DONATE

Publications

by Keyword: Leishmania infantum

Román-Álamo, Lucía, Allaw, Mohamad, Avalos-Padilla, Yunuen, Manca, Maria Letizia, Manconi, Maria, Fulgheri, Federica, Fernández-Lajo, Jorge, Rivas, Luis, Vázquez, José Antonio, Peris, José Esteban, Roca-Geronès, Xavier, Poonlaphdecha, Srisupaph, Alcover, Maria Magdalena, Fisa, Roser, Riera, Cristina, Fernàndez-Busquets, Xavier, (2023). In Vitro Evaluation of Aerosol Therapy with Pentamidine-Loaded Liposomes Coated with Chondroitin Sulfate or Heparin for the Treatment of Leishmaniasis Pharmaceutics 15, 1163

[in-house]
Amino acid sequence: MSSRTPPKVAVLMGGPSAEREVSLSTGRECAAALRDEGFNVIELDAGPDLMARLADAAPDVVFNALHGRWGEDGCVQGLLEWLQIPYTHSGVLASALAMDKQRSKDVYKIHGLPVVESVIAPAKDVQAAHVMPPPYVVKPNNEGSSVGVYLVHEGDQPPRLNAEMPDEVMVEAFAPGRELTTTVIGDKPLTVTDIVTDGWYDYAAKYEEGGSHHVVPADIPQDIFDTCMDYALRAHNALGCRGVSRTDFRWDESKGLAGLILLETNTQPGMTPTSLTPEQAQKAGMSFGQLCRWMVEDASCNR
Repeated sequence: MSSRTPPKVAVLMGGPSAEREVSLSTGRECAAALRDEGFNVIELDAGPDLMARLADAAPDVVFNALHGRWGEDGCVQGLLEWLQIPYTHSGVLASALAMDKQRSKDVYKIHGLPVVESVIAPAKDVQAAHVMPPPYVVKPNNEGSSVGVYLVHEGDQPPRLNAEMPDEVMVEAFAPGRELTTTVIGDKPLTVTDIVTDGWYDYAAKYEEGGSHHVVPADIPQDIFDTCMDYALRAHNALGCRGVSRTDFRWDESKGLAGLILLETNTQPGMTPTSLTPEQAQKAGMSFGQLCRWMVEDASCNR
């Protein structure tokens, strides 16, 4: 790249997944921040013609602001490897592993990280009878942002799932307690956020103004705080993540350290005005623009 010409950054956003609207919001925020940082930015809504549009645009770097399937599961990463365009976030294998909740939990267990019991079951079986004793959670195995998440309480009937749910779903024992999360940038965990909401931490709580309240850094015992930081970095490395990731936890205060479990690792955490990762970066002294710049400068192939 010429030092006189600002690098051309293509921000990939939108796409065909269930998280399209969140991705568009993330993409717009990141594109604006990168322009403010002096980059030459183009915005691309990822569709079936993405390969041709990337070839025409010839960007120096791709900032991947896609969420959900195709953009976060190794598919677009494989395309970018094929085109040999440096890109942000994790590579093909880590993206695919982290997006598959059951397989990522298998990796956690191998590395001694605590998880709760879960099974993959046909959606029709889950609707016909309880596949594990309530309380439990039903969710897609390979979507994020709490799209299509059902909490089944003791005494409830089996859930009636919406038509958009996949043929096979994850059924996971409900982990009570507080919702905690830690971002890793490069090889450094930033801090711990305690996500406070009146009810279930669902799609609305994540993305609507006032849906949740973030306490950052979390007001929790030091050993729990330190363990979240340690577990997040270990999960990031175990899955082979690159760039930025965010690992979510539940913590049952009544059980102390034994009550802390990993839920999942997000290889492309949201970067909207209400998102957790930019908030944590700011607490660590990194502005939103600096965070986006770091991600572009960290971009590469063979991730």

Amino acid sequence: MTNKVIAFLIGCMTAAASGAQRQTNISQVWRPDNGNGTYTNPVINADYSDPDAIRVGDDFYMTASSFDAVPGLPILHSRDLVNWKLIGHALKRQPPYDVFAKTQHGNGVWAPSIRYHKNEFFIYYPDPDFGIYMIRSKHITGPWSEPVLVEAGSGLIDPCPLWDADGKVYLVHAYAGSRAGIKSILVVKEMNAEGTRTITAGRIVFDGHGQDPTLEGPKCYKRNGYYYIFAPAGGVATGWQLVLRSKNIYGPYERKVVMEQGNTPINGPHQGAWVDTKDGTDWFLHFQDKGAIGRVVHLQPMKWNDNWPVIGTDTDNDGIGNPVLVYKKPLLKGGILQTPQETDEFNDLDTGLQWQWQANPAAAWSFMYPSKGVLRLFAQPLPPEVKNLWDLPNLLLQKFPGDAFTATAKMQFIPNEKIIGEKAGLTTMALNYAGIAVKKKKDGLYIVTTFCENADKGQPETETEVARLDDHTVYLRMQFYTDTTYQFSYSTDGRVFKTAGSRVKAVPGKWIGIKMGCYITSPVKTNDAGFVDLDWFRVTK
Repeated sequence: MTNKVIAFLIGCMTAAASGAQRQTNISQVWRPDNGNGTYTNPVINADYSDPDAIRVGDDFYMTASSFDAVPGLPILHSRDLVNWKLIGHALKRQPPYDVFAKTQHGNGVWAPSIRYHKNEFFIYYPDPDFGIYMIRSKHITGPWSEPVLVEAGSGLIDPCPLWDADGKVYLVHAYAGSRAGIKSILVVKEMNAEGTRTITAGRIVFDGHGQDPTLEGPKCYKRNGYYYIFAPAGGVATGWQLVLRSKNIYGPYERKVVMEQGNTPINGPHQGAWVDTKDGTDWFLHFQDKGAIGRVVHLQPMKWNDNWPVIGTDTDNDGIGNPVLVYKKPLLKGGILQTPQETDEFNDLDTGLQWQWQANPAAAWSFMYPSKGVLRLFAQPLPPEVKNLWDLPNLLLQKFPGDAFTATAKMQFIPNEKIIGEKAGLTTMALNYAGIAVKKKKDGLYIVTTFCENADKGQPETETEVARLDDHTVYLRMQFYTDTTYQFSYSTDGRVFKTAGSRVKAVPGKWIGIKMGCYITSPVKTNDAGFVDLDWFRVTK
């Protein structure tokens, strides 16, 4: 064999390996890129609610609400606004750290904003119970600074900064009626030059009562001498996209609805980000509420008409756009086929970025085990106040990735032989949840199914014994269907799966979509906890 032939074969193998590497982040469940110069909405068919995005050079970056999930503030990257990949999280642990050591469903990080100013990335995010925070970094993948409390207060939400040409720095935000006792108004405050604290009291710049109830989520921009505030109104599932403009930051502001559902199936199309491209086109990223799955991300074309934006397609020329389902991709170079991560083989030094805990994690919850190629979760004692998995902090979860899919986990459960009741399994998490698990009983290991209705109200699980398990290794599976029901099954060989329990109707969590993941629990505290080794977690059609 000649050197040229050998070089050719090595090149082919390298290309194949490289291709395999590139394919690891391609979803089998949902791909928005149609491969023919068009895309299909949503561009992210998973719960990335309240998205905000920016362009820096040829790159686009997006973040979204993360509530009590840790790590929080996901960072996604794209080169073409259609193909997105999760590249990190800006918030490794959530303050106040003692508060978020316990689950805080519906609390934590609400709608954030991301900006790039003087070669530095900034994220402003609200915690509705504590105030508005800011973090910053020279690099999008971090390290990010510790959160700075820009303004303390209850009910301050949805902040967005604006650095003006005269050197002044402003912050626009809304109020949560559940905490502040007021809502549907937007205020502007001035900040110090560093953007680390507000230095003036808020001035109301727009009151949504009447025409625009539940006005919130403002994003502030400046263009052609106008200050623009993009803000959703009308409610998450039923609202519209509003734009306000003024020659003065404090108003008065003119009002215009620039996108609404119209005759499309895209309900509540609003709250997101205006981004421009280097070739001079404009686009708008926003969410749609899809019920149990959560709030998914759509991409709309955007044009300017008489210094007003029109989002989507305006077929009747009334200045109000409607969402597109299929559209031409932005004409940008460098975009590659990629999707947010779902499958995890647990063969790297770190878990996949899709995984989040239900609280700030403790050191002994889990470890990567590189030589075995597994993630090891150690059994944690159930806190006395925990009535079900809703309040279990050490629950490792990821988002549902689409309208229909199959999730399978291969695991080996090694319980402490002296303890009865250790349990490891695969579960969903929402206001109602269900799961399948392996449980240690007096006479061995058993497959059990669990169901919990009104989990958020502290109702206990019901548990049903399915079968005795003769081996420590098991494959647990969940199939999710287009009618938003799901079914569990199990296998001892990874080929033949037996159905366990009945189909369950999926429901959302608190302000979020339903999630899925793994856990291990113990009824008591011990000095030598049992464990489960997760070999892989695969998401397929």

The second-line antileishmanial compound pentamidine is administered intramuscularly or, preferably, by intravenous infusion, with its use limited by severe adverse effects, including diabetes, severe hypoglycemia, myocarditis and renal toxicity. We sought to test the potential of phospholipid vesicles to improve the patient compliance and efficacy of this drug for the treatment of leishmaniasis by means of aerosol therapy. The targeting to macrophages of pentamidine-loaded liposomes coated with chondroitin sulfate or heparin increased about twofold (up to ca. 90%) relative to noncoated liposomes. The encapsulation of pentamidine in liposomes ameliorated its activity on the amastigote and promastigote forms of Leishmania infantum and Leishmania pifanoi, and it significantly reduced cytotoxicity on human umbilical endothelial cells, for which the concentration inhibiting 50% of cell viability was 144.2 ± 12.7 µM for pentamidine-containing heparin-coated liposomes vs. 59.3 ± 4.9 µM for free pentamidine. The deposition of liposome dispersions after nebulization was evaluated with the Next Generation Impactor, which mimics human airways. Approximately 53% of total initial pentamidine in solution reached the deeper stages of the impactor, with a median aerodynamic diameter of ~2.8 µm, supporting a partial deposition on the lung alveoli. Upon loading pentamidine in phospholipid vesicles, its deposition in the deeper stages significantly increased up to ~68%, and the median aerodynamic diameter decreased to a range between 1.4 and 1.8 µm, suggesting a better aptitude to reach the deeper lung airways in higher amounts. In all, nebulization of liposome-encapsulated pentamidine improved the bioavailability of this neglected drug by a patient-friendly delivery route amenable to self-administration, paving the way for the treatment of leishmaniasis and other infections where pentamidine is active.